Welcome to another month of Simwords of the Day!
Today's word is Virtual Experience Space.
I have argued that there are four types of "common" simulations out there today, branching stories, interactive spreadsheets, game-based models, and virtual labs.
One emerging type of simulation genre is Virtual Experience Space.
Students in traditional role plays often explore some created experience space as input to their work. This space is defined though prop documents handed out over the course of the role play, and interactions with people, including the instructor, playing assigned roles.
Now, using relatively commonplace web technology, instructors can create fictitious, scalable situations using large, hypertexted, multimedia repositories for students to explore (for examples, go here). The media can include emails, video interviews with the CEO or other clips, and PowerPoint presentations, all accessed through a common portal (or portals if there are multiple teams).
Furthermore, only certain links in the repository can be open at the start of the role play. Then new links could open up based on different types of triggers.
- At certain time intervals, the instructor (or the simulation on its own) opens up some links that create the effect, for the students, of time passing. This could simply represent the start of a new week or, more dramatically, of an external event happening, such as a hostile takeover or the death of a senior executive. Again, video clips and emails would become available to the role players that were not there before. Of course, time can also cut off certain links, making them no longer accessible.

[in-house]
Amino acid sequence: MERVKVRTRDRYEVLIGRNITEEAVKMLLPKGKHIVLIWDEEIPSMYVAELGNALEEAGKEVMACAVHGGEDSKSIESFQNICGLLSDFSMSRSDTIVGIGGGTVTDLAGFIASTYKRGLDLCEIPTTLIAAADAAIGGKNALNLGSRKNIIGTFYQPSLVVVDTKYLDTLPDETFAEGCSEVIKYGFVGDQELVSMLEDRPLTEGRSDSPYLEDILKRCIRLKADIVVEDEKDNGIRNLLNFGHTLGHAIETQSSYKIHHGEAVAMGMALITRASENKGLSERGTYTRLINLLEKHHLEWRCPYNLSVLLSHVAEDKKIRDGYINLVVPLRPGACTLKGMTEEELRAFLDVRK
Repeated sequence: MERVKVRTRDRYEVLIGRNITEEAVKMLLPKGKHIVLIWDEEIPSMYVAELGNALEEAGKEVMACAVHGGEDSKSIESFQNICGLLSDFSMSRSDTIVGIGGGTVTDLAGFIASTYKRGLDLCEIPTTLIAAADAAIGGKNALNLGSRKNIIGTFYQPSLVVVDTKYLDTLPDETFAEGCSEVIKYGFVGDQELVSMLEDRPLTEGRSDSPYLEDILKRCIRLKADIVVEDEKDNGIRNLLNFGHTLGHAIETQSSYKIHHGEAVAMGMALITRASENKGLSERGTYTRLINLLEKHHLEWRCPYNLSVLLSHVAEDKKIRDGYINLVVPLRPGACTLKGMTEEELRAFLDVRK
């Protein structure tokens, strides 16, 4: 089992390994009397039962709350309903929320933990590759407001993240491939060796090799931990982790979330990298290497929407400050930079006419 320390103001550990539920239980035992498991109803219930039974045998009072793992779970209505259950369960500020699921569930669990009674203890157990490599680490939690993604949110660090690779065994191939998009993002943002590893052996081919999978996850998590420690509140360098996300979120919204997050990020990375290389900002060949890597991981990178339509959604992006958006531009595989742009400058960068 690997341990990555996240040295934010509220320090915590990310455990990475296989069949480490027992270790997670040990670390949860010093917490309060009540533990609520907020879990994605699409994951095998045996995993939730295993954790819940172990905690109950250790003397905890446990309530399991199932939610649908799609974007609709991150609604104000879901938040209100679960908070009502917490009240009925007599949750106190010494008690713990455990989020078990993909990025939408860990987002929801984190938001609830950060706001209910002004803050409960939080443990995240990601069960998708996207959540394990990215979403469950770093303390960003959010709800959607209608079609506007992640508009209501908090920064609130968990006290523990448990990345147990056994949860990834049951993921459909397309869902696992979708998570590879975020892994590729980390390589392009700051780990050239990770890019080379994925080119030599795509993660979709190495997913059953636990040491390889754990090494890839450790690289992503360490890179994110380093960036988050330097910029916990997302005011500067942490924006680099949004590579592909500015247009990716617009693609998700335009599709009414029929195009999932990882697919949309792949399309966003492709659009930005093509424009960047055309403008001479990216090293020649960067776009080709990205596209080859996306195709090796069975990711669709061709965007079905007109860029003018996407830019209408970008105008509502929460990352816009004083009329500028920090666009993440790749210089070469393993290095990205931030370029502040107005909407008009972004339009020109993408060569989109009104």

- If a player in the role play was reading an email, he or she might want to ask a follow-up question of the fictional character. He or she would “email” the character. Then either an automated system or the instructor would “reply” to that email, opening up a link that would result in a new email appearing in the person’s in-box. During the beta roll-outs of virtual experience spaces, the instructor has to be “live,” carefully monitoring the queries of the students, creating new information that will then be refined and added to the canned experience in the next iteration.
By accessing this type of space, consultants can learn enough to create recommendations, projects, and plans, even hooking up ficticious characters, that can then be evaluated by real-humans for anything from evacuation plans to new web sites to IT infrastructure to strategic plans.